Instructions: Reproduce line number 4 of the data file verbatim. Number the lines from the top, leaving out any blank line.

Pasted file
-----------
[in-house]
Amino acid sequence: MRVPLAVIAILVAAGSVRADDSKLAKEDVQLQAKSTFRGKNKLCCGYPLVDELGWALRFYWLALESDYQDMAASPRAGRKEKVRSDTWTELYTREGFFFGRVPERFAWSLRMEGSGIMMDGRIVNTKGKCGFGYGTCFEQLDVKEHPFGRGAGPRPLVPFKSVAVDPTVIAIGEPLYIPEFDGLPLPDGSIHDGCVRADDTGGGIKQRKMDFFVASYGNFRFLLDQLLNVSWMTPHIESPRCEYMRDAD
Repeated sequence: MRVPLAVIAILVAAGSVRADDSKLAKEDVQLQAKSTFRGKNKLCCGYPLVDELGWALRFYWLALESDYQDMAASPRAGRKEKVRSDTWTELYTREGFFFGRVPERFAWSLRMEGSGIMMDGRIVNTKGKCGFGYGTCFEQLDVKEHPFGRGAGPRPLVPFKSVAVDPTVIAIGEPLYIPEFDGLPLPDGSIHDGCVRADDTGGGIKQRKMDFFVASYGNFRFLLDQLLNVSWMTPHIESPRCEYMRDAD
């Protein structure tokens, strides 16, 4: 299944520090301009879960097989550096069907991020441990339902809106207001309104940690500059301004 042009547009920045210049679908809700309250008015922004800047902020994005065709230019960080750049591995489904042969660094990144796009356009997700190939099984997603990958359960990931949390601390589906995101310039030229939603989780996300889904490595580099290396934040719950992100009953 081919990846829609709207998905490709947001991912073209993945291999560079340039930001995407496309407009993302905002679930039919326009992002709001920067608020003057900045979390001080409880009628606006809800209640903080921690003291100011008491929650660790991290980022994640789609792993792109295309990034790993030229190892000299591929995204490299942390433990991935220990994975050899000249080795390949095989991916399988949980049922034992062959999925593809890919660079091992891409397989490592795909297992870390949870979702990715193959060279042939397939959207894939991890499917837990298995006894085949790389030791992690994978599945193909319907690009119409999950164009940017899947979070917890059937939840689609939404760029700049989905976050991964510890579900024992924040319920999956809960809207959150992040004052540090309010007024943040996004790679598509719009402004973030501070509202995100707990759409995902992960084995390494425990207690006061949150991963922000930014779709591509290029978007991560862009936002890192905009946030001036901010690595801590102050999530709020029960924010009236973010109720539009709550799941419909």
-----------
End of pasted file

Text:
């Protein structure tokens, strides 16, 4: 299944520090301009879960097989550096069907991020441990339902809106207001309104940690500059301004 042009547009920045210049679908809700309250008015922004800047902020994005065709230019960080750049591995489904042969660094990144796009356009997700190939099984997603990958359960990931949390601390589906995101310039030229939603989780996300889904490595580099290396934040719950992100009953 081919990846829609709207998905490709947001991912073209993945291999560079340039930001995407496309407009993302905002679930039919326009992002709001920067608020003057900045979390001080409880009628606006809800209640903080921690003291100011008491929650660790991290980022994640789609792993792109295309990034790993030229190892000299591929995204490299942390433990991935220990994975050899000249080795390949095989991916399988949980049922034992062959999925593809890919660079091992891409397989490592795909297992870390949870979702990715193959060279042939397939959207894939991890499917837990298995006894085949790389030791992690994978599945193909319907690009119409999950164009940017899947979070917890059937939840689609939404760029700049989905976050991964510890579900024992924040319920999956809960809207959150992040004052540090309010007024943040996004790679598509719009402004973030501070509202995100707990759409995902992960084995390494425990207690006061949150991963922000930014779709591509290029978007991560862009936002890192905009946030001036901010690595801590102050999530709020029960924010009236973010109720539009709550799941419909």